They are calling it a broken promise from the President and in an attempt to counter his words, the House passes the Keep Your Health Plan Act. The act allows a person to keep their private insurance until this time next year. It's estimated anywhere from fifty to seventy-five percent of Americans, who purchase insurance in the individual market, can expect to receive a cancellation letter over the next year due to the Affordable Care Act.
Today's Act passed by the House may help, but to people like, Mary Biever, they are already a part of that percentile. President Obama told Americans if they liked their health care plan, they could keep it. That promise, turns into apologies.
Millions of Americans have been notified that they will have their health care canceled as a result of Obamacare. "We got a letter and it was like, what are we going to do?" Mary Biever received a cancellation letter three weeks ago. "We did have good insurance, my husband and I own our own business," says Biever. Insurance played a major factor in Biever's life this past year. "It's been about a year since my heart attack," says Biever. "My insurance paid for everything from my hospitalization, stress tests, and prescriptions."
Congressman Larry Buschon brings Bievers's story to the House floor. "Mary, from Evansville Indiana, wrote to me about this very thing," says Buschon. "Our 'mom and pop' shop is going to become a 'pop' shop. I'm going back to into the work force so that I can work full time, and get coverage through an employer," says Biever.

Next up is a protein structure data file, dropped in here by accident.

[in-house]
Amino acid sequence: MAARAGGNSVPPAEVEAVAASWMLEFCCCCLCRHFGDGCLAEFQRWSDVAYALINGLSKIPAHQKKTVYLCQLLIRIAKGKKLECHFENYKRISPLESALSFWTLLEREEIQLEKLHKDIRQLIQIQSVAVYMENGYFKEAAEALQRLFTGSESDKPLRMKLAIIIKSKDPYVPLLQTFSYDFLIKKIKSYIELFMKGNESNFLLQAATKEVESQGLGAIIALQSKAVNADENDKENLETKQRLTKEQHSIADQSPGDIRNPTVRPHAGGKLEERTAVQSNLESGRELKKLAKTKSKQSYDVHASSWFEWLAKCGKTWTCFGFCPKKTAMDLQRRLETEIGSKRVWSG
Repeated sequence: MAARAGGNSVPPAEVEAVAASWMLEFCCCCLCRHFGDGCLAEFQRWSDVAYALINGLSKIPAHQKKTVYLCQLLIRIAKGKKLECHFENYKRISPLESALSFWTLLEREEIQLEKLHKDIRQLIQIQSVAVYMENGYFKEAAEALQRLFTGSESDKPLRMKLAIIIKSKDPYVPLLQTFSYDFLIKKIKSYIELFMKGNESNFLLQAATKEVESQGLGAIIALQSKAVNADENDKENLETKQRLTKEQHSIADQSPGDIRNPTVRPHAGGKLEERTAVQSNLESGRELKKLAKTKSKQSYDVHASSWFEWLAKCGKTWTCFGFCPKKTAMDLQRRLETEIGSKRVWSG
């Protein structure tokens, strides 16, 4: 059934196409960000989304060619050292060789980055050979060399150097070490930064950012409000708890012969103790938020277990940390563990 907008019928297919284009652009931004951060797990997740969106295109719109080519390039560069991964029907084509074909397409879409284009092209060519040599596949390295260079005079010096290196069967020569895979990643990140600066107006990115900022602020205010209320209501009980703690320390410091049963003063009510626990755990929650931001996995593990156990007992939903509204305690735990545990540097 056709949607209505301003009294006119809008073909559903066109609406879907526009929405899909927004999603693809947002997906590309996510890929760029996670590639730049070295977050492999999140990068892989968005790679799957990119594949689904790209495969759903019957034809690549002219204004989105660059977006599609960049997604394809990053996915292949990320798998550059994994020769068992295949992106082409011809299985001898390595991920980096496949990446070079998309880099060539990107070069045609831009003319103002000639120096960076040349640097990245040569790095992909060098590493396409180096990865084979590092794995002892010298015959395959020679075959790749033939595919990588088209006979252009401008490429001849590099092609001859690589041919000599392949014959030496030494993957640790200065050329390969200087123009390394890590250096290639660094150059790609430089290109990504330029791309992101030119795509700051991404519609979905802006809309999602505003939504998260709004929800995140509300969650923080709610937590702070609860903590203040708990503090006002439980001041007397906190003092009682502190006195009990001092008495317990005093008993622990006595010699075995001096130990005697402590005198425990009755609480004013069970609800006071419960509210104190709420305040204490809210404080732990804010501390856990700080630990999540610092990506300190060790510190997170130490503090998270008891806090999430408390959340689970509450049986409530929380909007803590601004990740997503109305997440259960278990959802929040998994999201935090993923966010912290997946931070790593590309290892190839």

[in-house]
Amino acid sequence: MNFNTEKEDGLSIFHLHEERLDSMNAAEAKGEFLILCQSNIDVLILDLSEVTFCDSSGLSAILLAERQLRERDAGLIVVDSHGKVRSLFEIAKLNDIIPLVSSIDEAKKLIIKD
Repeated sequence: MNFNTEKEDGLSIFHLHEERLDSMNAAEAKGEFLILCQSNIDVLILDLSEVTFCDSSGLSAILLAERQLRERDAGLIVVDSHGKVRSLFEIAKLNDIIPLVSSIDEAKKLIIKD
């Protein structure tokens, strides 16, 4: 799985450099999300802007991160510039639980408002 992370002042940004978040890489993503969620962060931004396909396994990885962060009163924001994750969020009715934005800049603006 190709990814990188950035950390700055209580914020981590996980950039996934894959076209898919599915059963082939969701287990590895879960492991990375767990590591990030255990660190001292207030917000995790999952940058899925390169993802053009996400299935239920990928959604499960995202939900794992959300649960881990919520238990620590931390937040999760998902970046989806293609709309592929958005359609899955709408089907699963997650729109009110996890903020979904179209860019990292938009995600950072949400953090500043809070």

701 Hoosiers successfully signed up for insurance on the federally run health insurance market place in the first month it was open, but Buschon says 108 thousand have had current plans canceled. The House passed a Keep Your Health Plan Act. Republicans say it will fix a broken promise, and allow a one year extension to let people keep their current plan.
"A lot of phone calls, a lot of worried clients, and a lot of people just throwing their hands up," says CCO of Double Eagle Insurance. Siegfried says that's the environment inside an insurance office. "It's just really hard to get over the anxiety that people are having, the issues that people are having, and just the not knowing with the changes that are happening every day, almost every hour," says Siegfried.
In one year a broken promise may be mended, and the bugs worked out, but for now Obamacare continues to make an impact, and not the way it had intended. "There's a lot of benefits that are going to be in this plan that will be covered, but I think it was too much too fast."
Thirty-nine democrats joined the Republican majority to pass the House bill, now it's headed to the Senate.